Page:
Team Types and their Characteristics
There are four principal team types to be found in most organisations. Whilst they share many characteristics and challenges, each is unique in terms of how they interact with their environment and they each have unique challenges and characteristics. Developing a team and maximising its effectiveness requires an understanding and recognition of its particular characteristics and challenges. The figure below broadly describes the four types. This article considers the Project Team in more depth.
In many organisations, project teams are the primary productive units and most of the output is achieved or delivered through project work. More and more employees are becoming involved in project teams of varying sizes. Project teams are generally established for a specific purpose and a specific duration which more often than not tends to be short term. Project teams can be co-located or, increasingly, virtual with members dispersed geographically.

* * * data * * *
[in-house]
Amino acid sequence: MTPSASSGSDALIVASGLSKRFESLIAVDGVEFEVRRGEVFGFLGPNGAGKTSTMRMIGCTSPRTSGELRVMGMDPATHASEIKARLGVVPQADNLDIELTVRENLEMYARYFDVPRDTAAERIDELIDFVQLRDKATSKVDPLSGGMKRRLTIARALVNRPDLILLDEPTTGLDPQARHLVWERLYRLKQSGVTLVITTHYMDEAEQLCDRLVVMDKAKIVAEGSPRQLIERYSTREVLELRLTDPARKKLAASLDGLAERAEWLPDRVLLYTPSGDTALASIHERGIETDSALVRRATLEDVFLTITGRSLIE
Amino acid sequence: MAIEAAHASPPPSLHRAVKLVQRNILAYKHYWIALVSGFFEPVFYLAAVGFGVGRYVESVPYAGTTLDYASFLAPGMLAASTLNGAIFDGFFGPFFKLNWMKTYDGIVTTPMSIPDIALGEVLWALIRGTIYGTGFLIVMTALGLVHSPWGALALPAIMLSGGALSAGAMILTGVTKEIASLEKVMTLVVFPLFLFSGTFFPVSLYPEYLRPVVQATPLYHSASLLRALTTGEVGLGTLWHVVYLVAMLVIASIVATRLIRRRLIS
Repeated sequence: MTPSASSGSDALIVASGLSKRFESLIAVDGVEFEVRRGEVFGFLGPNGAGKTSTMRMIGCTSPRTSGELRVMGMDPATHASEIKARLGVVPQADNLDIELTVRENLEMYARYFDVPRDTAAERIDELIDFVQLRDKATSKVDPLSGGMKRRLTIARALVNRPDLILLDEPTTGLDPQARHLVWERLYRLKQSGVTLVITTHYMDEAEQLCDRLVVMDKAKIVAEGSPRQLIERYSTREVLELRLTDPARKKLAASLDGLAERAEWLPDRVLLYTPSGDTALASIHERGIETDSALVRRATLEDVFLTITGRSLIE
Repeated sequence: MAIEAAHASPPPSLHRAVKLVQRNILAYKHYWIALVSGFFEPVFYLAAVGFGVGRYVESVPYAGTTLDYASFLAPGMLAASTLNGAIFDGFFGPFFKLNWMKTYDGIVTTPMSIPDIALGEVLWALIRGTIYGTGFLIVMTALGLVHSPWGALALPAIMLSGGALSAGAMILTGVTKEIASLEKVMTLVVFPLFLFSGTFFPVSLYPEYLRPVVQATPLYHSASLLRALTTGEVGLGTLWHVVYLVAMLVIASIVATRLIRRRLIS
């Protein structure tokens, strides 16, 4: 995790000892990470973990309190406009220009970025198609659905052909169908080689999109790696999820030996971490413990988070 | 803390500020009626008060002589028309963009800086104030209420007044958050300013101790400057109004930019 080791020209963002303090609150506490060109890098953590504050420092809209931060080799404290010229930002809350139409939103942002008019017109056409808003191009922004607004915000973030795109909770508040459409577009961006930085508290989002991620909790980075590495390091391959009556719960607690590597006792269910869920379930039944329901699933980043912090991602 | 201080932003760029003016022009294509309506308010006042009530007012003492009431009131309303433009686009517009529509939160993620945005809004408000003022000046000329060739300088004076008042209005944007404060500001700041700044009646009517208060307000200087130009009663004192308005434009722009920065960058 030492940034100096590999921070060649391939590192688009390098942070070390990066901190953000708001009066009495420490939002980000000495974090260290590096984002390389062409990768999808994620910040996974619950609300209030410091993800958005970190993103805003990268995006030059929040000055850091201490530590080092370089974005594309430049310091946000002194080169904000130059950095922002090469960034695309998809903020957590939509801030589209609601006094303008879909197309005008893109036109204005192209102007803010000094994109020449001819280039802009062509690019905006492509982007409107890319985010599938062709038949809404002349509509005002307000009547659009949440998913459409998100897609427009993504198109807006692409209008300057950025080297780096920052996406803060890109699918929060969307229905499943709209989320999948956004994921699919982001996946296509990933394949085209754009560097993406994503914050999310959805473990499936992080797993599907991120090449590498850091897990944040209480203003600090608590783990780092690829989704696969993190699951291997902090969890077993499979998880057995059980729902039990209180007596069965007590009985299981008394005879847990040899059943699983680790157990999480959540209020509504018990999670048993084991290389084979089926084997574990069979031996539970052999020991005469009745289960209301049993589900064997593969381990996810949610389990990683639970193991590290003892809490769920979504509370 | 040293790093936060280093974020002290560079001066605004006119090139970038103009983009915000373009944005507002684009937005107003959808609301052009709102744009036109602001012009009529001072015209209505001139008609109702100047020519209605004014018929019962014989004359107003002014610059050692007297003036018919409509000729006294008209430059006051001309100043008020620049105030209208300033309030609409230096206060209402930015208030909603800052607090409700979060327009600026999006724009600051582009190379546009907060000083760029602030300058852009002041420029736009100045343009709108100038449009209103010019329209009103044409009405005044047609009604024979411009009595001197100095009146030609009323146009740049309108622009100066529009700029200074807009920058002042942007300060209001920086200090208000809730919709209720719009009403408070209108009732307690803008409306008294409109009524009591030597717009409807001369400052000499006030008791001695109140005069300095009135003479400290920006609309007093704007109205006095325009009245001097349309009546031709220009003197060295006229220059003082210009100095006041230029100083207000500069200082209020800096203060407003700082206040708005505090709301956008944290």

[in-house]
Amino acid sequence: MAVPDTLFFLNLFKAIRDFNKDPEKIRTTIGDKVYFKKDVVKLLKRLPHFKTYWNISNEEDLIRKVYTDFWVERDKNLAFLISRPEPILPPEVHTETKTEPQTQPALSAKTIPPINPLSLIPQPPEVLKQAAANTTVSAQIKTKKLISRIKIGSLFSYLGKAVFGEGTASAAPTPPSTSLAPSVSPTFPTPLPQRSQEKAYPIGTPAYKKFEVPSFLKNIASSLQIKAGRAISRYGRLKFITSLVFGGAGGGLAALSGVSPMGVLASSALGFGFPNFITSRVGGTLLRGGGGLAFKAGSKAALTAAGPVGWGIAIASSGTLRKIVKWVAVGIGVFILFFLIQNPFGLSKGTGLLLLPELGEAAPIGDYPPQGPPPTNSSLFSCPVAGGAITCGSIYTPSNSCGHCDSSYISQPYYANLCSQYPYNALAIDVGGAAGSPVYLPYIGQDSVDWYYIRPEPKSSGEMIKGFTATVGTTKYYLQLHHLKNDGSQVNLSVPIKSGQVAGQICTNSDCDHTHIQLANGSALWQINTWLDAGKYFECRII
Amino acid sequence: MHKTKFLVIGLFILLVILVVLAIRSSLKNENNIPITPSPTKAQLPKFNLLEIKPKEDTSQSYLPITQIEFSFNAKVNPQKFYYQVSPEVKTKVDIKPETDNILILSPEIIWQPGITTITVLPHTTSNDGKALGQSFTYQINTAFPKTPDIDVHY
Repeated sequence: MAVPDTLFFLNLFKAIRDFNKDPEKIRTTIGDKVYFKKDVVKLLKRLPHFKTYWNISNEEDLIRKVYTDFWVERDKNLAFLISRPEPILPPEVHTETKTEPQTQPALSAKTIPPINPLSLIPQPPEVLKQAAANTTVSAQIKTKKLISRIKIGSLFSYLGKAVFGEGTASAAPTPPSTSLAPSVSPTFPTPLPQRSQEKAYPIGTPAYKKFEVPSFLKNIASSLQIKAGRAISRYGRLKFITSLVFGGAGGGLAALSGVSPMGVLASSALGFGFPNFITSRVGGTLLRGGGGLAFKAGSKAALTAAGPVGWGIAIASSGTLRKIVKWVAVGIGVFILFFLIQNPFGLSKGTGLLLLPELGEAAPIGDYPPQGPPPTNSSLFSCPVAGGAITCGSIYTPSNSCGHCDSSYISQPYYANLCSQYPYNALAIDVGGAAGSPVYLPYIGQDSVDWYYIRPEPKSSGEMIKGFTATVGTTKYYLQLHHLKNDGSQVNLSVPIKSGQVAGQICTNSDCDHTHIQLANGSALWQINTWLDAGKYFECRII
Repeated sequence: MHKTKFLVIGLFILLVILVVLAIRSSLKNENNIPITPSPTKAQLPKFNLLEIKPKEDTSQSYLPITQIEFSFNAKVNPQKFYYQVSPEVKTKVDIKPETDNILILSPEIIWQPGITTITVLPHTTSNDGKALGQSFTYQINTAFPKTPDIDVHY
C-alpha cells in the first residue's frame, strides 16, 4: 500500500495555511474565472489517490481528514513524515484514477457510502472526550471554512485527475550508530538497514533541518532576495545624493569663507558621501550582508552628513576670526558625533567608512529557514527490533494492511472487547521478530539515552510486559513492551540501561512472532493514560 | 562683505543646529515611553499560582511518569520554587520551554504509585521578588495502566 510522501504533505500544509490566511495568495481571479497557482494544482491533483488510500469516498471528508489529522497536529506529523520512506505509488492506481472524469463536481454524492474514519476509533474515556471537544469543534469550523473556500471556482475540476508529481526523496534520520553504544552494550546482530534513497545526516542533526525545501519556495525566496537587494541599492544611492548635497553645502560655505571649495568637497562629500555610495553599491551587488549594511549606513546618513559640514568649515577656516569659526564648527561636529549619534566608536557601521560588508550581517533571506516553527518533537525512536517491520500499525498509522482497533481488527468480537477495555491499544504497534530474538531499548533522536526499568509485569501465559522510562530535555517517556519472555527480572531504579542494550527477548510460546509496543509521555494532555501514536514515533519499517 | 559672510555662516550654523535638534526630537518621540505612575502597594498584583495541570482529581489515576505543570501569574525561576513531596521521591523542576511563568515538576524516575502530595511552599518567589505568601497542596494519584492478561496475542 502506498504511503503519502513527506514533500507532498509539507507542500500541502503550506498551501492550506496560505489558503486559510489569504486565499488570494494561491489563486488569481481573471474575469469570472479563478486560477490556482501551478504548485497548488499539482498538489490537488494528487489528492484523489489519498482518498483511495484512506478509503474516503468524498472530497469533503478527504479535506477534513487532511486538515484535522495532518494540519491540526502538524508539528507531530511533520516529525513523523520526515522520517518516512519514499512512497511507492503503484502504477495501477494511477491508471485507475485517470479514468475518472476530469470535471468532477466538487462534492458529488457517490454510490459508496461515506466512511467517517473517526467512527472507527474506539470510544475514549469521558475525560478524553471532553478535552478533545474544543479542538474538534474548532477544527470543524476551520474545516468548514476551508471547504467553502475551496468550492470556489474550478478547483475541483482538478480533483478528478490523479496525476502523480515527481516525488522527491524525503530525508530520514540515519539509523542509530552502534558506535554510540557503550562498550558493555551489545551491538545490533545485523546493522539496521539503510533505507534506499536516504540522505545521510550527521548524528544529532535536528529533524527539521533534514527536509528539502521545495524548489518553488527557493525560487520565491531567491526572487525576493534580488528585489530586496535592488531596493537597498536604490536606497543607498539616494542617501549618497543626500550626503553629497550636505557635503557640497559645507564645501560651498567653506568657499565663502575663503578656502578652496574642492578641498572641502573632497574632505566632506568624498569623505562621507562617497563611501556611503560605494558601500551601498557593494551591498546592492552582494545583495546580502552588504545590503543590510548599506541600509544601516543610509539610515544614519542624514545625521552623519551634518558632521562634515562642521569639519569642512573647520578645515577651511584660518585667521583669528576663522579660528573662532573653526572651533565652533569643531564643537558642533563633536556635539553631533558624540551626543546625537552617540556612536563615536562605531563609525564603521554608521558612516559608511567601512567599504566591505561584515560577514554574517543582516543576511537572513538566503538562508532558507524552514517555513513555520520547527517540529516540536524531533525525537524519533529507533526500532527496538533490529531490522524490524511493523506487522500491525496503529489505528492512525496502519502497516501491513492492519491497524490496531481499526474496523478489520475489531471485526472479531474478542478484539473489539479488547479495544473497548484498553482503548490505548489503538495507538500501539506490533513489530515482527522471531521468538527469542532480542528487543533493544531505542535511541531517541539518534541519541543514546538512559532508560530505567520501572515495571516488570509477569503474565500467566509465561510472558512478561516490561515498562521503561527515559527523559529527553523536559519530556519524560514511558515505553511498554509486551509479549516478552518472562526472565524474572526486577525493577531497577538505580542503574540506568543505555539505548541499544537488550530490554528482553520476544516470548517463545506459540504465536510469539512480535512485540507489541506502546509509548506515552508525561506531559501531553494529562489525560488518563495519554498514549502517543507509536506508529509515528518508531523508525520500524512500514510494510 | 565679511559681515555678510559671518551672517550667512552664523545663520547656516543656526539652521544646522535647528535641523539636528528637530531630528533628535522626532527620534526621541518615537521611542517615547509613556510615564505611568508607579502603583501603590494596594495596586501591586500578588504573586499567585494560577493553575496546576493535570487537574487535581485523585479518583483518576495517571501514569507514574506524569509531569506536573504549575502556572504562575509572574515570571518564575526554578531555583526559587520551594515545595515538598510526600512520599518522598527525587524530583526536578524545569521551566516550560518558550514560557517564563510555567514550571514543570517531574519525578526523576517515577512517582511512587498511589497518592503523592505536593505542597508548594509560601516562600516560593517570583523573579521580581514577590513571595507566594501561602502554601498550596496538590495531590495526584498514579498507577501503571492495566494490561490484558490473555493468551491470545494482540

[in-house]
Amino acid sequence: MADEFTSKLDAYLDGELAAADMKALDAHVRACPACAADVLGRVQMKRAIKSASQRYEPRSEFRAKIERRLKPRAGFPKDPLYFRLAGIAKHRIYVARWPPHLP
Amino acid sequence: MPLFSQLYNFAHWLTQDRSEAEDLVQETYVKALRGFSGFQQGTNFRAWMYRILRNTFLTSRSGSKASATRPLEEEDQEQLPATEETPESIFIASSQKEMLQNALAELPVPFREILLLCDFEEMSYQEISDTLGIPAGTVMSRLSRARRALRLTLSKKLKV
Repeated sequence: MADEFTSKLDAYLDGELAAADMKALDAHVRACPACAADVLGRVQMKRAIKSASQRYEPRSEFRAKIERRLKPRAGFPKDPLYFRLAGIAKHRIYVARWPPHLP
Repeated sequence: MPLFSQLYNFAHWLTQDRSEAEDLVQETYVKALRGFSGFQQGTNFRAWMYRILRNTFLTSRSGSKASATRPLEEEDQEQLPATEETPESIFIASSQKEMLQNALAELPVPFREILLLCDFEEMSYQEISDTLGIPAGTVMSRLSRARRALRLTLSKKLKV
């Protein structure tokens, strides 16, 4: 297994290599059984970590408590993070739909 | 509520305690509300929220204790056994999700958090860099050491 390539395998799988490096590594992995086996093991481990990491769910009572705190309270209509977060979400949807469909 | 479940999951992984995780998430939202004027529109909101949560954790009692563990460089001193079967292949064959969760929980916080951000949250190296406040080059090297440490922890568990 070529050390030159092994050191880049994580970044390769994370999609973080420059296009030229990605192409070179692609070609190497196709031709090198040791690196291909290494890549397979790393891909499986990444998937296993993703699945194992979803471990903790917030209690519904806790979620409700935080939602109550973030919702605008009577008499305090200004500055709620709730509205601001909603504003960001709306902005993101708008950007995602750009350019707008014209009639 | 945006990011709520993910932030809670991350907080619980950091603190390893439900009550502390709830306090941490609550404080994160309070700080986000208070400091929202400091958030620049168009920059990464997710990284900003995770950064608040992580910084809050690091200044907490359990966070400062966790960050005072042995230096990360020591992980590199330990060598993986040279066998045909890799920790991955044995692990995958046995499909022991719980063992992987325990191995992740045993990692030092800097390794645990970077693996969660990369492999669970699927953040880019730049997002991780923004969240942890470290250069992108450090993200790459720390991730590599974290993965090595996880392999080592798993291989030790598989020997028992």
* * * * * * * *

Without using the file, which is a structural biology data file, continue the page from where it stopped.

Project Teams are established:
- to enhance product or service delivery to customers,
- to improve processes,
- to change business practices in a planned and co-ordinated way,
- to solve emerging problems,
- … or may be rushed into being to rapidly respond to a crisis.